Biological and Environmental Research - Earth and Environmental System Sciences
Earth and Environmental System Modeling
06 February 2013

A New Reactive Transport Solver Integrated in CLM4 and CLM4.5 Allows More Mechanistic Treatment of Processes and Evaluation of Uncertainties


Recent developments in land biogeochemistry models include integrating more and more chemical species, yet we lack a generic model structure to consistently model these species and the range of biogeochemical processes in which they participate. To fill this infrastructure gap in the community earth system model (CESM), we developed the CLM4-BeTR model, a biogeochemical transport and reaction component for CLM4 (and CLM4.5), as a generic template for modeling of multi-tracer and multi-phase reactive transport.


Application of CLM4-BeTR to analyze carbon-nitrogen dynamics at the Harvard Forest site indicates CLM4-BeTR was able to accurately reproduce measured soil CO2 gas profiles. In our time series analysis of CO2 effluxes and soil respiration, we found the prevailing assumption held in the single layer biogeochemical models, that is “surface CO2 efflux equals soil respiration” did not hold at many temporal scales. The differences were larger ( 20%~20%) at hourly scales, smaller (-4%~4%) at daily scales, and persisted into monthly scales (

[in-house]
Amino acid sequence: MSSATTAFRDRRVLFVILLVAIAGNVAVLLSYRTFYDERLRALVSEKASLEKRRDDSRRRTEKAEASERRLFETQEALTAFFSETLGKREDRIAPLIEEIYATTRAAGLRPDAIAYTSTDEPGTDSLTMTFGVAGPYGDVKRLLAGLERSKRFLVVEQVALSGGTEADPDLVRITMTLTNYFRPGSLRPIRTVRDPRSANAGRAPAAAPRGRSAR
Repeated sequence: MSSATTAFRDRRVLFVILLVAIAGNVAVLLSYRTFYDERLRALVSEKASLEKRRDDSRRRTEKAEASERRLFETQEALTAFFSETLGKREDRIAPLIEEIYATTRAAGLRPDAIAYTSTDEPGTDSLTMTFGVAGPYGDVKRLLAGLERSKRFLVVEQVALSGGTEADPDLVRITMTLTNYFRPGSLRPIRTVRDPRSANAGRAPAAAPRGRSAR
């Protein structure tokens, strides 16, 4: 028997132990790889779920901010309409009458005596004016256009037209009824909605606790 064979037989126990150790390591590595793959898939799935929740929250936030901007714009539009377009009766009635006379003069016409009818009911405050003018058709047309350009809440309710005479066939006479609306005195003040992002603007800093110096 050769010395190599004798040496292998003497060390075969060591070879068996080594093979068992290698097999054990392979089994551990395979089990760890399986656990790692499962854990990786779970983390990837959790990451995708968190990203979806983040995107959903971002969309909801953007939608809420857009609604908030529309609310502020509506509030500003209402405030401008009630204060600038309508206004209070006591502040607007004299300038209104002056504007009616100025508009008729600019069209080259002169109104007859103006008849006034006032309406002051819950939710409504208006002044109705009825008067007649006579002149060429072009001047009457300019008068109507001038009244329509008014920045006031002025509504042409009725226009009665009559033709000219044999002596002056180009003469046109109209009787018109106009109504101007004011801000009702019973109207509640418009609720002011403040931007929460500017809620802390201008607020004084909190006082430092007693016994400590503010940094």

We expect that these developments, and their future extensions, will help constrain uncertainty in land biogeochemical processes in CESM, and enable better mechanistic assessment of climate-land-biogeochemistry feedbacks.

Xiaohong Liu

This research was supported by the Director, Office of Science, Office of Biological and Environmental Research of the U.S. Department of Energy under Contract No. DE-AC02-05CH11231 as part of their Regional and Global Climate Modeling Program. The authors appreciate Ms. Kathleen Savage and Dr. Eric Davidson at the Woods Hole Research Center for providing the soil CO2 profile data and soil moisture and temperature data at the Harvard Forest site.